How can we excuse the Course for making gaffes?

Q. In Chapter 3 of the Text, the Course says, “The Bible tells you to know yourself .” You have correctly identified that this comes from the Oracle of Delphi. My question is, If the Course is to be respected as a guide in correction (on any level) how can we excuse ‘it’ (Jesus) for making such a gaffe? As an actor in my youth a seasoned director would often say, ‘the strength of the play is the strength of the acting, any weakness in any of the acting weakens the whole play’. Likewise in a guide to truth we would expect solid reliable information, any errors weaken the whole guide, no?

A. I completely understand what you are saying. There are actually a lot of little inaccuracies (though perhaps none more glaring than this one), especially in the early part of the dictation, where more specifics were communicated. And these can easily shake our confidence in the validity of the material as a whole.

I think these doubts, however, can be eased by recognizing what a delicate dance the channeling process is. One day I might do a detailed study of this, but the short version is that there are a great many remarks that Jesus makes to Helen early on about the delicacy of his communication with her. And these comments, I believe, hold the answer to your question.

From these remarks, we get the impression that he and Helen are, in a sense, doing the tango together, with him as the lead. As such, her success in following his lead is based on her general dancing ability, her practice and experience with her partner (Jesus), and her willingness vs. resistance to him. All of these determine how well she can perfectly follow his lead.

What makes this even more complicated is that her dancing is taking place at an unconscious level. This means her conscious mind is not the dancer, but is more like a mere spectator (though one whose attitudes influence the dance). As a result, by the time she hears what she is to write down, the dance has already taken place.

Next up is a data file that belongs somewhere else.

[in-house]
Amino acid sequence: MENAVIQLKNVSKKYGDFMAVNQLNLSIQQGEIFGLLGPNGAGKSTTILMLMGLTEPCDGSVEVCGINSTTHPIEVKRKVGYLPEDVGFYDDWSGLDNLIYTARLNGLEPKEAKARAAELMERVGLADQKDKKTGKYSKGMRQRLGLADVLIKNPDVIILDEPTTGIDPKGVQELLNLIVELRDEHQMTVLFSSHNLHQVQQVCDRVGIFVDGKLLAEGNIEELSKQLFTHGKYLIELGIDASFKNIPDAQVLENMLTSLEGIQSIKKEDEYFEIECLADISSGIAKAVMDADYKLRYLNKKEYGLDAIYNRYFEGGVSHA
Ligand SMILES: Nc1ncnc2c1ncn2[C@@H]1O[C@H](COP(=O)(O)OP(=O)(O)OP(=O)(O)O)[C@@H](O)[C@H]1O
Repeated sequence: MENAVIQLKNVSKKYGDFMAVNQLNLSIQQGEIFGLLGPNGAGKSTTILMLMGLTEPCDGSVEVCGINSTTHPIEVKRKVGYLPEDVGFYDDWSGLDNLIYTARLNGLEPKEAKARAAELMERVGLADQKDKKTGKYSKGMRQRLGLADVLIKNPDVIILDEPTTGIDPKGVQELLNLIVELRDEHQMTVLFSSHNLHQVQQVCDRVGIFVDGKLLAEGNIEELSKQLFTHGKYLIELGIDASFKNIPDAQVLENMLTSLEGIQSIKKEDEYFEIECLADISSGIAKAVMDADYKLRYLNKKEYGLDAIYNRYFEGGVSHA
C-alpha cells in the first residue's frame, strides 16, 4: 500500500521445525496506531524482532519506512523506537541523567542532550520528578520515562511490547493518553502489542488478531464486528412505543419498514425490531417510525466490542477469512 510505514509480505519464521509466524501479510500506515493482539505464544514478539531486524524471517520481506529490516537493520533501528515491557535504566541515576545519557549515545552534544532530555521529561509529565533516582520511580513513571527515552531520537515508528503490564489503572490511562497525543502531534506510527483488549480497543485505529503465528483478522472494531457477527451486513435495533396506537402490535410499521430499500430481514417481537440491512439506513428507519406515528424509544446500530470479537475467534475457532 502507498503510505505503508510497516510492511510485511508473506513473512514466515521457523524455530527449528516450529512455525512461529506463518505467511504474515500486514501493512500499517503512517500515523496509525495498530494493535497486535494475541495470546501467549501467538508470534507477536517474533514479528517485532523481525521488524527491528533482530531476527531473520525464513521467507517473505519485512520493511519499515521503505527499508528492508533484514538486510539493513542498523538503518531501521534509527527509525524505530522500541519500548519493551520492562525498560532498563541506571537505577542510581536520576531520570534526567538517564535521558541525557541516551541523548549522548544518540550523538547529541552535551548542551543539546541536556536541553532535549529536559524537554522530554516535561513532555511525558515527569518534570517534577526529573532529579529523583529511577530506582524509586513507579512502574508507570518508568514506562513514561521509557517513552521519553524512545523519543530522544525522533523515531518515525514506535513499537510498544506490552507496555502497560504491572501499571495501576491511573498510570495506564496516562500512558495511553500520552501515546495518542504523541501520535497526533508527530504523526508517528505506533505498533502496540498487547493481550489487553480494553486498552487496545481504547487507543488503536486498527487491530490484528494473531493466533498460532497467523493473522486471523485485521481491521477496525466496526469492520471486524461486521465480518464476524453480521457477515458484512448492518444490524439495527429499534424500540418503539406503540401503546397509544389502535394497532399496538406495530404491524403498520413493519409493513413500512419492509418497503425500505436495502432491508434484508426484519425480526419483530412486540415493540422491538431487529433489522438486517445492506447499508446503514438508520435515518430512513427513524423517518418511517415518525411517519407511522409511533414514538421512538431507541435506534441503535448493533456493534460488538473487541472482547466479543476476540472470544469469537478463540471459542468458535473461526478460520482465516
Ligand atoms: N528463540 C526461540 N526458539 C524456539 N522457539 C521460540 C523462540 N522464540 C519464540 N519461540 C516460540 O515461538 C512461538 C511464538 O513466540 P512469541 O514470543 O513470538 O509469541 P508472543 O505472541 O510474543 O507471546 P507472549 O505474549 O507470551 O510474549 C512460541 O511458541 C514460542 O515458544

The delicacy of this process comes out in many places. For instance, several times Jesus corrects something she heard, saying that he actually said something quite different. One time she heard “Miracles are cobwebs of iron” when he actually said, “A miracle reawakens the awareness that the spirit, and not the body, is the altar of truth.” And she had three different tries at that final version!

Another time, Helen objected to a grammatical error: “the use of a plural verb with a properly singular subject.” But Jesus said in response, “You made the error [clearly at an unconscious level], because you are not feeling loving, and so you want me to sound silly so you won’t have to pay attention.”

Several times when he quoted the Bible to her he would note that what she heard was “not in correct Biblical phrasing.” One time he said, “The quotation is not quite right, but this doesn’t matter.”

He once remarked that, in a certain section, it seemed as if “many ideas were condensed into relatively few pages.” But what had actually happened is that he had “not been forced to dispel miscreations throughout,” so the resulting section was more concise than earlier sections had been.

These corrections, however, slowly gave way to praise for her hearing him correctly. This especially occurred when she had just taken down wording she would not have chosen to use. For instance, she once wrote down “Internal integration within the self will not suffice to correct the lack fallacy, but it will correct the need fallacy.” Jesus then said, “Thank you for writing this as given.” And then he began to say, “Sometimes word repetition…” Helen left the sentence unfinished, but the idea is clearly that she herself would not have chosen to say “need fallacy” right after “lack fallacy.”

Apparently, Helen herself needed reassuring about the errors that were clearly leaking through. Here is what he told her:

Contradictions in My words means lack of understanding, or scribal failures, which I will make every effort to correct. But they are still not crucial.

This, then, is how we should view the scribal failures: They are not crucial. Or, to paraphrase what we quoted earlier: the details are not always quite right, but this doesn’t matter. The truth that he gave to Helen got through in spite of errors. In fact, this was a message he gave to her more than once regarding her scribal errors. And I think that is the message we should take away. True, the Course is not error-free. However, I suspect that in terms of receiving his wisdom, Helen was able to tango with Jesus better than anyone else. And because of that, his wisdom did get through, with a clarity that, in my view, we have not seen the likes of—and will probably not see the likes of again anytime soon. I think, therefore, we should be grateful for that clarity, and not worry too much about the noise that came along in the transmission.

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